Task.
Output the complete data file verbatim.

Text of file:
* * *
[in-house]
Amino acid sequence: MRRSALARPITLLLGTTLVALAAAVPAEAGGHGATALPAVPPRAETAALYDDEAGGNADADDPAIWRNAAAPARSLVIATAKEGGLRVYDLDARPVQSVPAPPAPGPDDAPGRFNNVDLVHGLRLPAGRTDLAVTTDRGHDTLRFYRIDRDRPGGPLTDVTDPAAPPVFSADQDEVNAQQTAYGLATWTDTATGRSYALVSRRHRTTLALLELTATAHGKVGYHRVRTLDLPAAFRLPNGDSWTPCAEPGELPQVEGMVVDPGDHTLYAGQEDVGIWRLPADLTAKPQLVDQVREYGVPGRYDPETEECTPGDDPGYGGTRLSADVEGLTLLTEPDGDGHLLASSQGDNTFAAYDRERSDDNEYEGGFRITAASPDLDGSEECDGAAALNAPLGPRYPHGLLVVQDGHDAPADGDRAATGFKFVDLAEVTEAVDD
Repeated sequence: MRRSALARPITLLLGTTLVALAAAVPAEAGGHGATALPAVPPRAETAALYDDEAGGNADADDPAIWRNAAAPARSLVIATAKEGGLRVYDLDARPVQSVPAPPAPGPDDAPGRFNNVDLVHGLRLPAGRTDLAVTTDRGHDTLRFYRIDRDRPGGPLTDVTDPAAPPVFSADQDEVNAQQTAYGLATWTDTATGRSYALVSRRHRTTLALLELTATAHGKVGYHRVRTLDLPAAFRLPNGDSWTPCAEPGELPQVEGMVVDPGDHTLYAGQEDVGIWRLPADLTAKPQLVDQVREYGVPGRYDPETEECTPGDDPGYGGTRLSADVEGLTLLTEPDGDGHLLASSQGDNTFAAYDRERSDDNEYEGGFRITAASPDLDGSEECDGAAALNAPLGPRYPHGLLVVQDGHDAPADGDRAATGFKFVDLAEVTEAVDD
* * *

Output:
[in-house]
Amino acid sequence: MRRSALARPITLLLGTTLVALAAAVPAEAGGHGATALPAVPPRAETAALYDDEAGGNADADDPAIWRNAAAPARSLVIATAKEGGLRVYDLDARPVQSVPAPPAPGPDDAPGRFNNVDLVHGLRLPAGRTDLAVTTDRGHDTLRFYRIDRDRPGGPLTDVTDPAAPPVFSADQDEVNAQQTAYGLATWTDTATGRSYALVSRRHRTTLALLELTATAHGKVGYHRVRTLDLPAAFRLPNGDSWTPCAEPGELPQVEGMVVDPGDHTLYAGQEDVGIWRLPADLTAKPQLVDQVREYGVPGRYDPETEECTPGDDPGYGGTRLSADVEGLTLLTEPDGDGHLLASSQGDNTFAAYDRERSDDNEYEGGFRITAASPDLDGSEECDGAAALNAPLGPRYPHGLLVVQDGHDAPADGDRAATGFKFVDLAEVTEAVDD
Repeated sequence: MRRSALARPITLLLGTTLVALAAAVPAEAGGHGATALPAVPPRAETAALYDDEAGGNADADDPAIWRNAAAPARSLVIATAKEGGLRVYDLDARPVQSVPAPPAPGPDDAPGRFNNVDLVHGLRLPAGRTDLAVTTDRGHDTLRFYRIDRDRPGGPLTDVTDPAAPPVFSADQDEVNAQQTAYGLATWTDTATGRSYALVSRRHRTTLALLELTATAHGKVGYHRVRTLDLPAAFRLPNGDSWTPCAEPGELPQVEGMVVDPGDHTLYAGQEDVGIWRLPADLTAKPQLVDQVREYGVPGRYDPETEECTPGDDPGYGGTRLSADVEGLTLLTEPDGDGHLLASSQGDNTFAAYDRERSDDNEYEGGFRITAASPDLDGSEECDGAAALNAPLGPRYPHGLLVVQDGHDAPADGDRAATGFKFVDLAEVTEAVDD